Serum alanine aminotransferase (ALT) and aspartate aminotransferase (AST) are biomarkers for liver health. Here we report the largest genome-wide association analysis to date of serum ALT and AST levels in over 388k people of European ancestry from UK biobank and DiscovEHR. Eleven million imputed markers with a minor allele frequency (MAF) ≥ 0.5% were analyzed. Overall, 300 ALT and 336 AST independent genome-wide significant associations were identified. Among them, 81 ALT and 61 AST associations are reported for the first time. Genome-wide interaction study identified 9 ALT and 12 AST independent associations significantly modified by body mass index (BMI), including several previously reported potential liver disease therapeutic targets, for example, PNPLA3, HSD17B13, and MARC1. While further work is necessary to understand the effect of ALT and AST-associated variants on liver disease, the weighted burden of significant BMI-modified signals is significantly associated with liver disease outcomes. In summary, this study identifies genetic associations which offer an important step forward in understanding the genetic architecture of serum ALT and AST levels. Significant interactions between BMI and genetic loci not only highlight the important role of adiposity in liver damage but also shed light on the genetic etiology of liver disease in obese individuals.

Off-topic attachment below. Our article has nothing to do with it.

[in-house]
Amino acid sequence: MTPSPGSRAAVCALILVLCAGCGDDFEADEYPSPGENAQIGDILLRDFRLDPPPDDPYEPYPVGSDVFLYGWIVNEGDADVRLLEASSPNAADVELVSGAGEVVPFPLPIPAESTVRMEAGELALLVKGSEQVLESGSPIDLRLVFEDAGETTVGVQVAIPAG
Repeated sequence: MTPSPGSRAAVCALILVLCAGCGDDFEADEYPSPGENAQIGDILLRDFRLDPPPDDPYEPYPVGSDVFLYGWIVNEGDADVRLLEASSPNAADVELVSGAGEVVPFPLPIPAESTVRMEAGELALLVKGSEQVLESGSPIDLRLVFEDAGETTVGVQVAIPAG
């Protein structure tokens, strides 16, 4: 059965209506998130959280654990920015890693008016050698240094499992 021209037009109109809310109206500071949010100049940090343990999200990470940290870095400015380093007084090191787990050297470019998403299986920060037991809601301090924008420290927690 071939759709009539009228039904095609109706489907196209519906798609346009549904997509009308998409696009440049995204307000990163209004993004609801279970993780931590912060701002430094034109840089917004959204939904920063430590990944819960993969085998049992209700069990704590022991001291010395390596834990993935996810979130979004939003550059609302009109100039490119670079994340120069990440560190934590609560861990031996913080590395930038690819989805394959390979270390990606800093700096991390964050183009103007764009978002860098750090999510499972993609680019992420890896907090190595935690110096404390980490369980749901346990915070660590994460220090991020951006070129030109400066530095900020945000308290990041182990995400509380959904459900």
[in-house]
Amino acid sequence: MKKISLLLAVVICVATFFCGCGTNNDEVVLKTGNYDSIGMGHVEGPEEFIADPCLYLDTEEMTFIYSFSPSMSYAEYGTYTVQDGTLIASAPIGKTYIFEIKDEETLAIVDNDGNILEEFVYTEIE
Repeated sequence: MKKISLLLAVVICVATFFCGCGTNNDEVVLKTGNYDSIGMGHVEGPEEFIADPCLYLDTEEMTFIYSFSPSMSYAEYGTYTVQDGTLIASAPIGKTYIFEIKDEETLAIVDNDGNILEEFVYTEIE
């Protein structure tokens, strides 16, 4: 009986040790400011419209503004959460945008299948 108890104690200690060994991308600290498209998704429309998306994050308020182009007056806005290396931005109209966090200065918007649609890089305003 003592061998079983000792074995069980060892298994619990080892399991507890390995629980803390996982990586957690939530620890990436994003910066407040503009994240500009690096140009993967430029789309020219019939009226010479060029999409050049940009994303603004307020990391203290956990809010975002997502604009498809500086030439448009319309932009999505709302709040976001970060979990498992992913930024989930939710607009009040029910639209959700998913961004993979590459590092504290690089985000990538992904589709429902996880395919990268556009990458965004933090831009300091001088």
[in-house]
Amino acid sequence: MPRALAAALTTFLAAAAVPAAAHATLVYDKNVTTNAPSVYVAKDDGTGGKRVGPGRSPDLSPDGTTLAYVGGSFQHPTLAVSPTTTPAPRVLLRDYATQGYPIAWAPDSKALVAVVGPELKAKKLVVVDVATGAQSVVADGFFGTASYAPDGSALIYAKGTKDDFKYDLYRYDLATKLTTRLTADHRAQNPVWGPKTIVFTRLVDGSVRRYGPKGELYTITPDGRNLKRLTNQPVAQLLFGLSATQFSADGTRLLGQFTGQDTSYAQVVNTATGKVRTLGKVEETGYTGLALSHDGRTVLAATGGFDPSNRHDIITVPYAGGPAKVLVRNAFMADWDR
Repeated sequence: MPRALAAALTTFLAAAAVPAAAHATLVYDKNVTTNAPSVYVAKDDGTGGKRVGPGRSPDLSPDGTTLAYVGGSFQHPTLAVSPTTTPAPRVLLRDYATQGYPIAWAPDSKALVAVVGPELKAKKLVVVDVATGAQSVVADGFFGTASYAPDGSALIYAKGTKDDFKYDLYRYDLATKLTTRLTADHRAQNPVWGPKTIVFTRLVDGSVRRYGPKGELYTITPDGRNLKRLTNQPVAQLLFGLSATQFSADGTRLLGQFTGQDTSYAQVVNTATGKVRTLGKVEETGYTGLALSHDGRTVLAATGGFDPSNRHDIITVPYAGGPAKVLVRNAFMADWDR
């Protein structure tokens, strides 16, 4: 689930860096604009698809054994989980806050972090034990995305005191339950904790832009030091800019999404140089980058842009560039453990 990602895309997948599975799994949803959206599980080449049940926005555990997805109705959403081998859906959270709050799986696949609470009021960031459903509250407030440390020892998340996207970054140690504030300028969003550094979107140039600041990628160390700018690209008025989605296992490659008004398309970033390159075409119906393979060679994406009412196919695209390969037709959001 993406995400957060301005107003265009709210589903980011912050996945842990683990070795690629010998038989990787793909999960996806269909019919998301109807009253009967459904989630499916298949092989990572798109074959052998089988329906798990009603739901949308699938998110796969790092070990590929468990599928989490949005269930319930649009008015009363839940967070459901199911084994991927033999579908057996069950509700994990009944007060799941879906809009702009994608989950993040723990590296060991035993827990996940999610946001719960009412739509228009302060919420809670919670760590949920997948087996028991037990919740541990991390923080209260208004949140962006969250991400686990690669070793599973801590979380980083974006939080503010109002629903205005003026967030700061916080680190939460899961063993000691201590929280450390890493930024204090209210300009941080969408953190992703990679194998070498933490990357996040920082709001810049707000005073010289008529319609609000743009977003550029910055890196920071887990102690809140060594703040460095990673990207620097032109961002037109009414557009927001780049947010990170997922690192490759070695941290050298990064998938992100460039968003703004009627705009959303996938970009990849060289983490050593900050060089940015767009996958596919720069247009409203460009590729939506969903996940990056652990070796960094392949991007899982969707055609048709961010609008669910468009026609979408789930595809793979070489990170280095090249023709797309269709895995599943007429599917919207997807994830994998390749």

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http://dx.doi.org/10.1002/gepi.22392DOI Listing
http://www.ncbi.nlm.nih.gov/pmc/articles/PMC8457092PMC
September 2021

Pan-ancestry exome-wide association analyses of COVID-19 outcomes in 586,157 individuals.

Am J Hum Genet 2021 07 3;108(7):1350-1355. Epub 2021 Jun 3.

Centre for Genomics Research, Discovery Sciences, BioPharmaceuticals R&D, AstraZeneca, Cambridge CB2 0AA, UK.